Microsoft, Bloatware, And Android OEM’s

Microsoft so wanted Windows Mobile to take over the world like its desktop OS. Throwing money at the failing Nokia to take on Windows Mobile did no good, neither did buying the company when it eventually said enough was enough. That doesn’t mean they are sitting idly by in the mobile world. With Satya Nadella at the helm, they have another plan.

With no flagship Windows smartphone for months, many have criticized Windows Phone for being ‘stuck in neutral’. Apps remain stagnant, updates few and far between, and features are promised in the future – so you can see why even high profile users are abandoning . It’s clear to see they have placed importance on something different – Android.

They at least entertained the idea of funding Cyanogen in part to help them ‘wrestle Android from Google’. Showing that they are willing to go much further than their Garage program, already making a play for Outlook being the email app of choice, and even bringing Cortana to Android and iOS. Not to mention producing more apps for Android than for its own OS, they instead are ‘partnering’ with Cyanogen Inc so apps are at least offered at boot – if not pre-installed.

Duplicate Services

Microsoft is beginning to somewhat quietly bundle their apps on other devices too. Beginning with Microsoft apps pre-loaded on new flagships from Samsung and HTC. Although this practice is not new, many manufacturers have produced their own alternatives before, but using one of Google’s biggest rivals is bound to not go down very well with Mountain View.

Microsoft may see this as an amicable way they can begin to take over services, while OEM’s are still able to use Google’s own flavour of Android. Any OEM choosing to produce Android with any service other than Google’s, or ‘put a bullet in Google head’ as Cyanogen so eloquently declared they are to do, can as well wave goodbye to ever producing a product with Google services on again.

Microsoft is in the process of inking a deal to pre-load MS services on handsets from several manufacturers – including Samsung and Dell. Although mainly emerging manufacturers, “These 11 hardware partners will pre-install Word, Excel, PowerPoint, OneNote, OneDrive and Skype on Android devices coming to market later this year.”, said Peggy Johnson (Microsoft vice president of business development).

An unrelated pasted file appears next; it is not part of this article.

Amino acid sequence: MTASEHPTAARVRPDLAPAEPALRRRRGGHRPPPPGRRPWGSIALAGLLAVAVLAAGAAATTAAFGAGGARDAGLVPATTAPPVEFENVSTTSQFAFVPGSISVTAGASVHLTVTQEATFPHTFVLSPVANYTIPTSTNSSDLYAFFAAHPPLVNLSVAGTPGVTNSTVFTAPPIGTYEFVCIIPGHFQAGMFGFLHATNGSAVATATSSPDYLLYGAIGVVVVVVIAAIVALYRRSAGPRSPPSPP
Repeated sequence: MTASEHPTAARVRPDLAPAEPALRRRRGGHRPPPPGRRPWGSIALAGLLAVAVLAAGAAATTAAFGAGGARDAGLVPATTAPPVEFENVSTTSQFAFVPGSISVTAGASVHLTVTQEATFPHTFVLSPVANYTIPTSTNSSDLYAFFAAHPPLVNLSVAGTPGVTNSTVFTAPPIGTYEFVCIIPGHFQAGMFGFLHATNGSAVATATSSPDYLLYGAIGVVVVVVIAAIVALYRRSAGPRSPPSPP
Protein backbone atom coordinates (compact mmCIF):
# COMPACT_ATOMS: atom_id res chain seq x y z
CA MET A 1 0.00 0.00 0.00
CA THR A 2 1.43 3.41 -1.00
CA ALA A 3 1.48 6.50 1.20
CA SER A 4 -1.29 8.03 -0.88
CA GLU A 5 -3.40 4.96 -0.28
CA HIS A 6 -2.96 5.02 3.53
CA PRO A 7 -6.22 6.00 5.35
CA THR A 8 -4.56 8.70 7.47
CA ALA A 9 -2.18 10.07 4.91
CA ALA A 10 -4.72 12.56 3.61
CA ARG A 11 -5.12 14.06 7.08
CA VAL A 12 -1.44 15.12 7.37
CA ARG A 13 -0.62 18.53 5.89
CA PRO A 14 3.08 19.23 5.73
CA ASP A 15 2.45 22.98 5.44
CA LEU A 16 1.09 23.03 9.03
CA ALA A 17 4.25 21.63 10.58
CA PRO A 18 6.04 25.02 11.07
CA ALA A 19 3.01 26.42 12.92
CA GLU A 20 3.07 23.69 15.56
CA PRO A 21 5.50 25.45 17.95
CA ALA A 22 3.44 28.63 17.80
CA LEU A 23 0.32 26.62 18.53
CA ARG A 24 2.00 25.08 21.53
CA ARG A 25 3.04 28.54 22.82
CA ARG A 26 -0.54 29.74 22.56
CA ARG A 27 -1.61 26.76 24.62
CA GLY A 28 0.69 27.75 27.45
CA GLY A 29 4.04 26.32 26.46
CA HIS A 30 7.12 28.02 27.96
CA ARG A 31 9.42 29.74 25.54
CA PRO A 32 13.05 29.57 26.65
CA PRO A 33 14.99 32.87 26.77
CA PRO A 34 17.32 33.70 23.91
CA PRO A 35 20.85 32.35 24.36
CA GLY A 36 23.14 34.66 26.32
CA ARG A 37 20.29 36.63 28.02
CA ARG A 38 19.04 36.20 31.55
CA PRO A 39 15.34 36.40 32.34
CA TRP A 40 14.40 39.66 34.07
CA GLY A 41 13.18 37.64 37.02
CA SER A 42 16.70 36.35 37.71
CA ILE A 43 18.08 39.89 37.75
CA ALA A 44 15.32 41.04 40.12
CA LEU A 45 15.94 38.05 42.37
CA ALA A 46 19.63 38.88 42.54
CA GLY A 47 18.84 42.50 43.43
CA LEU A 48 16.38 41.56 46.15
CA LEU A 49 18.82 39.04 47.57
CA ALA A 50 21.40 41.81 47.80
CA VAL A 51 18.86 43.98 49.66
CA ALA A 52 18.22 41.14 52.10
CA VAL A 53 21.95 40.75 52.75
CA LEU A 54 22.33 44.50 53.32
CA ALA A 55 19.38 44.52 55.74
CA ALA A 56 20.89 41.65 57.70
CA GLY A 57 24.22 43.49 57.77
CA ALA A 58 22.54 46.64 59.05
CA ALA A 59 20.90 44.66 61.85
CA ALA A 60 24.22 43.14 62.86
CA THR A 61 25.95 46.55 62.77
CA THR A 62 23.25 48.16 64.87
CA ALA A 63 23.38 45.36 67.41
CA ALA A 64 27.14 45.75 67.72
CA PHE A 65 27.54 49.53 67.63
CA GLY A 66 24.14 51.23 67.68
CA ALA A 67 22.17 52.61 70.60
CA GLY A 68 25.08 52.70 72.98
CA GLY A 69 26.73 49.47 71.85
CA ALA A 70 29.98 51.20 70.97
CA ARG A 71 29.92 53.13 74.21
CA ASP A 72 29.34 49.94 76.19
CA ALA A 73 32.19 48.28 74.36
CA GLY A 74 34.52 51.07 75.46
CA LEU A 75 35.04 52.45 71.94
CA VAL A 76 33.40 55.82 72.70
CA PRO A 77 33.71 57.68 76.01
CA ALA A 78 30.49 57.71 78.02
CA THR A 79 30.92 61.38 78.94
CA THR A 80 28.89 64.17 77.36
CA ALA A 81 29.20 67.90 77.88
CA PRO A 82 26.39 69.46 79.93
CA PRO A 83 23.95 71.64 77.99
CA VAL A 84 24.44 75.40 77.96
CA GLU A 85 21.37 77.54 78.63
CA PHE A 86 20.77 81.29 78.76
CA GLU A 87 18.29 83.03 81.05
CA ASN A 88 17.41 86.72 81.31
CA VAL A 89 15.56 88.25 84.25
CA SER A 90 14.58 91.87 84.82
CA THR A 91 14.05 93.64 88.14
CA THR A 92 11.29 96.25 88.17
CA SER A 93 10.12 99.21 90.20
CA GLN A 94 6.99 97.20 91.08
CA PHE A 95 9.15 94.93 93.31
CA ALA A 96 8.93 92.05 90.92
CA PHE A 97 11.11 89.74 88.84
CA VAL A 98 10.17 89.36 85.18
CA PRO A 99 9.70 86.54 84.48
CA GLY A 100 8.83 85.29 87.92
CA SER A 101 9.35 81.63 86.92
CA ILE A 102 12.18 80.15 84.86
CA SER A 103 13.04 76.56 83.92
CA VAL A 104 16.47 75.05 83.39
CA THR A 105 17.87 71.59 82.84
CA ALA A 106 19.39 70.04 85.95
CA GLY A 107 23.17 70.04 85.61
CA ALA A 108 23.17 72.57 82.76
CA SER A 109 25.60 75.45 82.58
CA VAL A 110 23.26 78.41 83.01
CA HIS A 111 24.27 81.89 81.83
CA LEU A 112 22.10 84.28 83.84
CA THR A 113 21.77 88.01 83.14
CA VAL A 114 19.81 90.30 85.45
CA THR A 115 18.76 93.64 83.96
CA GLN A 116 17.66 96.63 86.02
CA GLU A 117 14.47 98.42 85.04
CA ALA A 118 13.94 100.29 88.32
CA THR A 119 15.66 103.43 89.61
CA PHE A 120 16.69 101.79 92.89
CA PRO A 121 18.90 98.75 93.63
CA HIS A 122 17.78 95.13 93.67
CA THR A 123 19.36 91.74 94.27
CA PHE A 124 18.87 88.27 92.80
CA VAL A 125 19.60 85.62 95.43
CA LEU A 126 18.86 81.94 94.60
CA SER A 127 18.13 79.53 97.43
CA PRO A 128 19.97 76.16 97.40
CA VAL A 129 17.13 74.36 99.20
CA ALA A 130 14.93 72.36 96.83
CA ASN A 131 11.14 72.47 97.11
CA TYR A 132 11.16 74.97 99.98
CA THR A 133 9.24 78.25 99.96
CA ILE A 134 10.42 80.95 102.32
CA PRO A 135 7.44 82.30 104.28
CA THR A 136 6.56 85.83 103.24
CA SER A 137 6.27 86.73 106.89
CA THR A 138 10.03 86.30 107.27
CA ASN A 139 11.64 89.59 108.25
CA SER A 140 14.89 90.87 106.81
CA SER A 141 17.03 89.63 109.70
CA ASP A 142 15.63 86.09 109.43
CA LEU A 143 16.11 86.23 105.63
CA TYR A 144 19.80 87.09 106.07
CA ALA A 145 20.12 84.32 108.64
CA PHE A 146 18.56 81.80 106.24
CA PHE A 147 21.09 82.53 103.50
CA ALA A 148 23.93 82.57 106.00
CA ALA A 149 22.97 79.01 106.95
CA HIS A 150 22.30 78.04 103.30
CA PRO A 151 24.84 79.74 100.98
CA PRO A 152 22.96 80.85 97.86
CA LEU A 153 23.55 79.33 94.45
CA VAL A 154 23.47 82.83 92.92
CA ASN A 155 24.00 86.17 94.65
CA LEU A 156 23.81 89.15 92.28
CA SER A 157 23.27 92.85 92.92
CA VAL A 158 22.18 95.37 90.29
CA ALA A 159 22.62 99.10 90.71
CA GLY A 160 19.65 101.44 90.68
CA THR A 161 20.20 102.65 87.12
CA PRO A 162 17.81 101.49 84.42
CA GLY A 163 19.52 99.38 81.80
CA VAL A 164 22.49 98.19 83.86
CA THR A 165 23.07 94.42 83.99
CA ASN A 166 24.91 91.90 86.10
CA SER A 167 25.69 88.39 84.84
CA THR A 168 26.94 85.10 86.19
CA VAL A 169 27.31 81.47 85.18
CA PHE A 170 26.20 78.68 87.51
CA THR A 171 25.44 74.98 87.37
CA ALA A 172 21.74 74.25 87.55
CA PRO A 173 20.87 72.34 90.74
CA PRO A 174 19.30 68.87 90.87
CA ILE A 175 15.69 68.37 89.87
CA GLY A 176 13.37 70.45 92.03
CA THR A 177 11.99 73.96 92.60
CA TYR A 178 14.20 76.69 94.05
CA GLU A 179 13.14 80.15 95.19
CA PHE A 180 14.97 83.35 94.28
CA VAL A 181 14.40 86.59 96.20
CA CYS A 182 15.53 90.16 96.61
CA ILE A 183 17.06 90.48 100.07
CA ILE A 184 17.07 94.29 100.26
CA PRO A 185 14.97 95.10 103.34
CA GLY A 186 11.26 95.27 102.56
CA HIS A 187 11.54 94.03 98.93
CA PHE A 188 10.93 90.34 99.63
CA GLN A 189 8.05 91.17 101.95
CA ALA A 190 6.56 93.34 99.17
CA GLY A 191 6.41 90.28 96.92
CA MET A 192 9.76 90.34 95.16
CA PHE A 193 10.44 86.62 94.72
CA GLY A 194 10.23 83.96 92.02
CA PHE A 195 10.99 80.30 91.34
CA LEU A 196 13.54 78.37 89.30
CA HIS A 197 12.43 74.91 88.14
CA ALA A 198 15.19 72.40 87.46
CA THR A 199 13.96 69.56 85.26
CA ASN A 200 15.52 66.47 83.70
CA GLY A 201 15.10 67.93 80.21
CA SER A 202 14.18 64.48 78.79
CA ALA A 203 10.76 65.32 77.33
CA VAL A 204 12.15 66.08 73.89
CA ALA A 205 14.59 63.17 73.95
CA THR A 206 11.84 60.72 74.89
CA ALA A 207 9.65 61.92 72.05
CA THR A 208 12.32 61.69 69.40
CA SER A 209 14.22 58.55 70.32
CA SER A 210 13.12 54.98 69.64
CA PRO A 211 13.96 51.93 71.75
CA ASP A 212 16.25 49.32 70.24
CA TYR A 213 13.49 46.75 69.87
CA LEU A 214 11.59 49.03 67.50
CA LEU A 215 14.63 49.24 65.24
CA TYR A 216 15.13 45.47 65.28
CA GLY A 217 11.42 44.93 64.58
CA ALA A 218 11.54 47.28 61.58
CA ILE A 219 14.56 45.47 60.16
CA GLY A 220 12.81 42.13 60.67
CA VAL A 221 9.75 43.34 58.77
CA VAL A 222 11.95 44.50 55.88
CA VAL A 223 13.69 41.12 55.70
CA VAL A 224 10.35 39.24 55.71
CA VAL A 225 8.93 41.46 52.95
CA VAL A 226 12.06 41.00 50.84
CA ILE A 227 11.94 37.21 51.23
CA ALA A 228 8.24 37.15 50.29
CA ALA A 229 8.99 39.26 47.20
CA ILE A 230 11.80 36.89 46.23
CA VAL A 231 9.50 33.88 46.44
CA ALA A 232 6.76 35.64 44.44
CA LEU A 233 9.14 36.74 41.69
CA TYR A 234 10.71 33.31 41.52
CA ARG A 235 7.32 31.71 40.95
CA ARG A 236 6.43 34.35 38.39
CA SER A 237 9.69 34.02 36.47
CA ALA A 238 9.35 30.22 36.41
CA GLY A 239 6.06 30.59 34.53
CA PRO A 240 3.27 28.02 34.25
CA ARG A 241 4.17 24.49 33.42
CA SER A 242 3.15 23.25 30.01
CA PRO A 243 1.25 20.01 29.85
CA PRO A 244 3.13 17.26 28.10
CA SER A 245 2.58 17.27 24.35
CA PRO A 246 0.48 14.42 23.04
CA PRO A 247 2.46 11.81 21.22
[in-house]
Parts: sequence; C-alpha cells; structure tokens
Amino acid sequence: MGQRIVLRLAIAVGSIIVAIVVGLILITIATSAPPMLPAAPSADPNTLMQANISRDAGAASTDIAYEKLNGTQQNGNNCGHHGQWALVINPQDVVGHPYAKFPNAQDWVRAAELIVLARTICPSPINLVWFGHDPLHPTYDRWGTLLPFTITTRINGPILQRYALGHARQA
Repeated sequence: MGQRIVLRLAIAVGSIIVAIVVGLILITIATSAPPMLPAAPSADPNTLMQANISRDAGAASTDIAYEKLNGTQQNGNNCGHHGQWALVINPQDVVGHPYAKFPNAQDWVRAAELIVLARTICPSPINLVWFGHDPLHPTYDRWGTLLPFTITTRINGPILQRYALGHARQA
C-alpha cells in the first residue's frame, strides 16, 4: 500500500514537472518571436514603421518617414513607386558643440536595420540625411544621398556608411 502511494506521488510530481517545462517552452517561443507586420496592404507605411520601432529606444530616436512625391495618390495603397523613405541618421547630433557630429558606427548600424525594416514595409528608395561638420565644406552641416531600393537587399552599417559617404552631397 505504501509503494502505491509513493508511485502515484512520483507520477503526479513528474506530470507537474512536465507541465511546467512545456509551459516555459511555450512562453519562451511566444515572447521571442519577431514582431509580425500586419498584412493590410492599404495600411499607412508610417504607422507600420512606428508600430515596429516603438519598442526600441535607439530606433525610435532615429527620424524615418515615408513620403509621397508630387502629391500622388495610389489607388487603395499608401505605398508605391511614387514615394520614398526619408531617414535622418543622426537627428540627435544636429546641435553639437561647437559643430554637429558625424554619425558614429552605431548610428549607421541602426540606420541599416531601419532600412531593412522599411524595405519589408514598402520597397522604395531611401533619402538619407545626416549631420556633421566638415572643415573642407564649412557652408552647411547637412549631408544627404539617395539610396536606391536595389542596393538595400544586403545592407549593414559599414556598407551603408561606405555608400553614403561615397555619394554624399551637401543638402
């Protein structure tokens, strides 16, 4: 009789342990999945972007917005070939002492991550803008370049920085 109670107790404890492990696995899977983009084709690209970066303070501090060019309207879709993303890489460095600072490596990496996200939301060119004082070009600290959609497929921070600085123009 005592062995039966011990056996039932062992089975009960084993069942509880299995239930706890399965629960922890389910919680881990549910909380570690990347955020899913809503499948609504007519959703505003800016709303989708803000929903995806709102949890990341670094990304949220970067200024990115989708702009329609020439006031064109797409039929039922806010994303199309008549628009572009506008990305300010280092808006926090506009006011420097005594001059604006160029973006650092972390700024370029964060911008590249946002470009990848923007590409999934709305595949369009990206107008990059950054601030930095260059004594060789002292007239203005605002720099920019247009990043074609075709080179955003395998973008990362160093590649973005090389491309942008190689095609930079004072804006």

Poor OEM’s

These types of deals to preload software and numerous applications ark back to one of Android’s most detested issues. And that issue is ‘Bloatware’. Bloatware is a practice that was first dictated by the deflation of prices in the PC market. Much like the vast majority of PC makers, Android returns very little money without sidelines and commissions from preloading. Comparative handsets against Apple shows Android makes very little profit from sales, so income from Microsoft and even companies such as Cheetah Mobile is very much needed in a world where handsets can be picked up for next to nothing.

The real issues is where is the line between Samsung’s own apps to Microsoft’s for acceptability – or the line between Google keyboard or Swiftkey? When Google subsidies its own services with adverts from any company it can, why shouldn’t Android manufacturers make similar deals. Even if it simply lowers the royalties it must pay for Android using Microsoft patents.

Duplication services indeed seems futile, but when you actually look at it, choice is always a great asset as a customer. Many average users simply do not know that they don’t have to use Google Drive to store their photos, nor Gmail for their email and so on.

Competition over your usage almost always leads to better service, and perhaps if Google were more open to choice on their handsets, Android wouldn’t be under the spy glass of the EU right now.


Much like Microsoft itself knew about the Windows PC bloatware problem, and tried to combat it with its ‘signature’ line, your only option to completely avoid bloat on Android is going with a Nexus product. With the supposed death of Google’s attempt at ‘Android Silver’ and Play Edition devices not aiming for network stores, choice for those loving a blank canvas may end up being restricted.

In a strange twist of fate, some handsets produced by US networks are sporting less bloat than unlocked versions. Yet the stark reality is that a level of bloatware is unavoidable.

Sure, no one likes any tech bloated full of software you are never going to use, but your bloatware may be someone else’s staple app to use. Much as the PC power user must spend the first hours removing half of the software on their new PC, it’s something you must accept if you want to buy the tech for the price you do.

About Chris Wallace

Techie, Gamer, Biker